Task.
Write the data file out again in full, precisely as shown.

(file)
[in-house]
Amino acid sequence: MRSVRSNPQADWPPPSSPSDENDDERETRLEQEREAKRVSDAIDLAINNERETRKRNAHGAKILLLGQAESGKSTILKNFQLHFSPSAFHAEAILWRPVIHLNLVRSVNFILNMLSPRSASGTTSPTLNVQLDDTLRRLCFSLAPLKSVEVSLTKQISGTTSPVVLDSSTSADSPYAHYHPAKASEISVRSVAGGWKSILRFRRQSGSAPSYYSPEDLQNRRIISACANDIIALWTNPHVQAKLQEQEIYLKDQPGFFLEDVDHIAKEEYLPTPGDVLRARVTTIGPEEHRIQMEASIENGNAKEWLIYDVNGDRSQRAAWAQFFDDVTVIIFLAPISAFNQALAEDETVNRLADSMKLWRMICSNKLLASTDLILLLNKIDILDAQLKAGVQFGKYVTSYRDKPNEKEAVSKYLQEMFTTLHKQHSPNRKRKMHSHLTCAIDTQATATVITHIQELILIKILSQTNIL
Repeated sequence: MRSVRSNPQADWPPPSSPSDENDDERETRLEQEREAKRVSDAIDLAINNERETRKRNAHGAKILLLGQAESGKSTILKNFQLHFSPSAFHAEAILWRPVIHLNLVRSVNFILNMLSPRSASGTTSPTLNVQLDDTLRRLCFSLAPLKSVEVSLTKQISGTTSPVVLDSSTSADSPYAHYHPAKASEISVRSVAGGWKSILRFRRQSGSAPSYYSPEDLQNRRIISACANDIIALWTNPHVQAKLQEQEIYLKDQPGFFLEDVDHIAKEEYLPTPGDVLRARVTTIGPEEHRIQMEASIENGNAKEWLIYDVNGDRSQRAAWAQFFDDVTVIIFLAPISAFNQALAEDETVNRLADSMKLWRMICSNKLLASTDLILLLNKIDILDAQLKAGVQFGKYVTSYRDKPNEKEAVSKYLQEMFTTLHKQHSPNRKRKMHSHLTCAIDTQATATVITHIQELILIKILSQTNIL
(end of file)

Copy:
[in-house]
Amino acid sequence: MRSVRSNPQADWPPPSSPSDENDDERETRLEQEREAKRVSDAIDLAINNERETRKRNAHGAKILLLGQAESGKSTILKNFQLHFSPSAFHAEAILWRPVIHLNLVRSVNFILNMLSPRSASGTTSPTLNVQLDDTLRRLCFSLAPLKSVEVSLTKQISGTTSPVVLDSSTSADSPYAHYHPAKASEISVRSVAGGWKSILRFRRQSGSAPSYYSPEDLQNRRIISACANDIIALWTNPHVQAKLQEQEIYLKDQPGFFLEDVDHIAKEEYLPTPGDVLRARVTTIGPEEHRIQMEASIENGNAKEWLIYDVNGDRSQRAAWAQFFDDVTVIIFLAPISAFNQALAEDETVNRLADSMKLWRMICSNKLLASTDLILLLNKIDILDAQLKAGVQFGKYVTSYRDKPNEKEAVSKYLQEMFTTLHKQHSPNRKRKMHSHLTCAIDTQATATVITHIQELILIKILSQTNIL
Repeated sequence: MRSVRSNPQADWPPPSSPSDENDDERETRLEQEREAKRVSDAIDLAINNERETRKRNAHGAKILLLGQAESGKSTILKNFQLHFSPSAFHAEAILWRPVIHLNLVRSVNFILNMLSPRSASGTTSPTLNVQLDDTLRRLCFSLAPLKSVEVSLTKQISGTTSPVVLDSSTSADSPYAHYHPAKASEISVRSVAGGWKSILRFRRQSGSAPSYYSPEDLQNRRIISACANDIIALWTNPHVQAKLQEQEIYLKDQPGFFLEDVDHIAKEEYLPTPGDVLRARVTTIGPEEHRIQMEASIENGNAKEWLIYDVNGDRSQRAAWAQFFDDVTVIIFLAPISAFNQALAEDETVNRLADSMKLWRMICSNKLLASTDLILLLNKIDILDAQLKAGVQFGKYVTSYRDKPNEKEAVSKYLQEMFTTLHKQHSPNRKRKMHSHLTCAIDTQATATVITHIQELILIKILSQTNIL